Seasons come and go, but football is forever
The Pee Wee football season ended a month ago, and the Roaring Fork Rams, on Halloween. But football never ends. My household watches weekend games, Monday night football, and maybe Tuesday replays. We attended the Rams’ banquet in Carbondale, then Mike and the boys hurried home to watch the Steelers. The boys never stop tossing the football, including indoors, which for the record is forbidden, but hard to enforce when across the room Mike is saying, “Pass!”
I am drawn into the scene. In a manner of speaking.
“OK,” Roy, 12, begins at the dinner table. “Oakland?”
“Raiders!” I say promptly.
“Mom!” Teddy, 15, says, surprised at my facility. I sit up straighter.
I guess Colts.
“Yes!” they shout.
“Ummm S … “
Roy shrugs. “Lions. Cleveland?”
“Browns,” he tells me.
“I never would have known that.”
“You didn’t know that last time either. Kansas City?”
I flip my fork pertly. “Braves!”
Incredible hilarity ensues. “That’s a baseball team!” someone crows.
Roy gathers himself together and resumes, “Cincinnati?”
“Mmmm … Pistons.”
“Oh, my gosh. That’s a basketball team.”
“Who is it, Titans?
“Oh, my god. Bengals. … Atlanta?”
Pause. Roy flaps his arms. Teddy pantomimes, as far as I can tell, a rocket ship attacking a tweety bird.
I ask, “Roadrunners?”
“She’s never going to get this,” they tell each other. “Falcons.”
I answer a number of questions correctly but stall at Tampa Bay, hints notwithstanding.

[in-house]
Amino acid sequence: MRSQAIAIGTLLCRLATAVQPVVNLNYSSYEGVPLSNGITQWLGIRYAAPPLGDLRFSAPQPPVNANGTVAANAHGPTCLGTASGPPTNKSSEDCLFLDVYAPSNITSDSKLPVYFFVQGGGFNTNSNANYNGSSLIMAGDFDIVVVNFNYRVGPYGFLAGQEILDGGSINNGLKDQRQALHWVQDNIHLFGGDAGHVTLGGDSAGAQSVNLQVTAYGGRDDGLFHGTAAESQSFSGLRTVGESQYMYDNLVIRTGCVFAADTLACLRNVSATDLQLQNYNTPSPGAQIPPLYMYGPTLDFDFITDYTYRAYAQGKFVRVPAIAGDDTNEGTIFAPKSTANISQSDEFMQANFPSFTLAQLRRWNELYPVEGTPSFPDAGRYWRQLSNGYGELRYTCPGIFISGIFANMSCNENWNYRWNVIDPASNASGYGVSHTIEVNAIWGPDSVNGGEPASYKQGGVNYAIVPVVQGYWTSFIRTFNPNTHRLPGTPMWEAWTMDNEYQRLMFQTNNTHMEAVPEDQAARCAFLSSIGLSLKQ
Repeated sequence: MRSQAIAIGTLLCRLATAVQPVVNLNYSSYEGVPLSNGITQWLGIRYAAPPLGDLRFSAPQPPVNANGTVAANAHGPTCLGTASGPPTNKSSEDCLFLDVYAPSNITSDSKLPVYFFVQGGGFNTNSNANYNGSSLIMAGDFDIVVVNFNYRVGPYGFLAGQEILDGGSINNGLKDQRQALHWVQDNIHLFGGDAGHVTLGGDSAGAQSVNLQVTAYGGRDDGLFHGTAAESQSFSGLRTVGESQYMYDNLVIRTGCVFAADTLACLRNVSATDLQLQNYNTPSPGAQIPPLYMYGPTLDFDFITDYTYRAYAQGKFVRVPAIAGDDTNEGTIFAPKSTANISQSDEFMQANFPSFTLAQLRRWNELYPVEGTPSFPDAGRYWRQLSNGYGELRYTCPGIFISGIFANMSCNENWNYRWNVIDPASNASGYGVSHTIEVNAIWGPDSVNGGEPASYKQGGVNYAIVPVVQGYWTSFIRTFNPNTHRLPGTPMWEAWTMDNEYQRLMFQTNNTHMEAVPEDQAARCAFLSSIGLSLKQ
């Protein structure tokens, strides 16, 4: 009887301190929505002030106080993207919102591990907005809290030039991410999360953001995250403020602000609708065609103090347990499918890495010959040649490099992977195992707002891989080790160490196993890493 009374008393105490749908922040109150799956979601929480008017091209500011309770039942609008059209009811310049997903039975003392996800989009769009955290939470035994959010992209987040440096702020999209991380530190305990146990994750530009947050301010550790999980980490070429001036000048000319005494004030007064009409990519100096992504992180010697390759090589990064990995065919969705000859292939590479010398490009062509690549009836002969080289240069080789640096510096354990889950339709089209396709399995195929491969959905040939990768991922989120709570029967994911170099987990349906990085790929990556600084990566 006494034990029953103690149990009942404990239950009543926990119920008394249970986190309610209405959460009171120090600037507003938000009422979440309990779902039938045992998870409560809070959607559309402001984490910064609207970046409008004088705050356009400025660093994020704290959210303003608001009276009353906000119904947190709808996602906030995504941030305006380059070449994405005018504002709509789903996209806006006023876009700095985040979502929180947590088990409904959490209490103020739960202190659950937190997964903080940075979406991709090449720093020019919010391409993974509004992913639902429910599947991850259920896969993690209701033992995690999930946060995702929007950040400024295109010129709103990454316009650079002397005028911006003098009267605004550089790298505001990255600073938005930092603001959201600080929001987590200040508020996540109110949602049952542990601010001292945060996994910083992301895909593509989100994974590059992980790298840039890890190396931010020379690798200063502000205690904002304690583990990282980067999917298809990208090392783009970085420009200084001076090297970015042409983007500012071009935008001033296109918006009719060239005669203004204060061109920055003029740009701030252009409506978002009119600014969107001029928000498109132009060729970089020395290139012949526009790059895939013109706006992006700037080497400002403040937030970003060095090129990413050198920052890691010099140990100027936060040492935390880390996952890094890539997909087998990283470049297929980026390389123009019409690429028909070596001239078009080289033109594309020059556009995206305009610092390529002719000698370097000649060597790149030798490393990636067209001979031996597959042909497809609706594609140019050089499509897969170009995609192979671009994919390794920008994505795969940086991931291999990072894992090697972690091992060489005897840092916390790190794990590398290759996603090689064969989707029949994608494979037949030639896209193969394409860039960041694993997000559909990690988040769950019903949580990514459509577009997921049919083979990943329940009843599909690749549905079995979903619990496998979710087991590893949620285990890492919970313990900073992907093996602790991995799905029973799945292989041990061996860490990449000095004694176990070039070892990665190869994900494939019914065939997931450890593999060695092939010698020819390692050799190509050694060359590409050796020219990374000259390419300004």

“Bucs! Buccaneers,” Roy finally says. “Mom, you got more of these right last time.”
As I write, we leave in a few days to travel to Utah to see my college friends Rin and Karen and their families, with whom we sometimes share Thanksgiving. Rin and John have two boys, aged 6 and 10; Cam and Karen have three, from 15 into college, and one serene little 7-year-old girl. Rin lives in Salt Lake City, and Karen in Boulder, so get-togethers have hitherto been in the more centrally-located Carbondale. We’ve generally hiked or skied, both alpine and cross-country, and have usually had snow on the ground.
At the moment snow is iffy in Utah, so when Rin by e-mail suggests football among various potential forms of entertainment, I reply that three-quarters of my household would love that, though I myself prefer to socialize on the sidelines, or hike.
Cam joins right in. “Football is always high on the list,” he writes. “Especially since John probably can’t catch me for once this year, and I have three blockers on my team who are all 6’2″ -plus, and a combined 650 pounds.”
John is fresh off another surgery for his various bizarre injuries. The blockers are Cam’s sons.
The next day I e-mail back: “The Benges say to tell you that 330 pounds of fury (that includes Mike) are coming at you. Roy says, ‘I’m small and fast.’ Teddy says, ‘I’m just tough.'”
Rin chimes in, enumerating: “1. I could not bear to leave my good, dear friend Alison to hike or chat on the sidelines all by herself. So I will have to stick with her. 2. John has been off crutches for only three weeks. He is not cleared for combat. If he hurts himself playing football I will kill him, and divorce him posthumously. 3. Whoever gets Andrew on their team is lucky. He is only 40 pounds, but it is 40 pounds of ferocity and incredible noise.”
John then suggests, constructively, “We’ll have to throw our neighbors and dogs into the mix,” to which Rin later responds: “The dogs, although they weigh in at about 205-210 combined, are probably a liability, unless you can teach them to sit on an opposing player and crush him.” The next-door neighbor, Ed, is not an asset, she declares, “but his wife, Mindy, is really, really tough.”
By the time you read this, the mighty Thanksgiving Challenge will have been played, won and lost. Roy remains convinced we win. It is our version of Thanksgiving spirit.
Alison Osius lives in Carbondale and can be reached at firstname.lastname@example.org.
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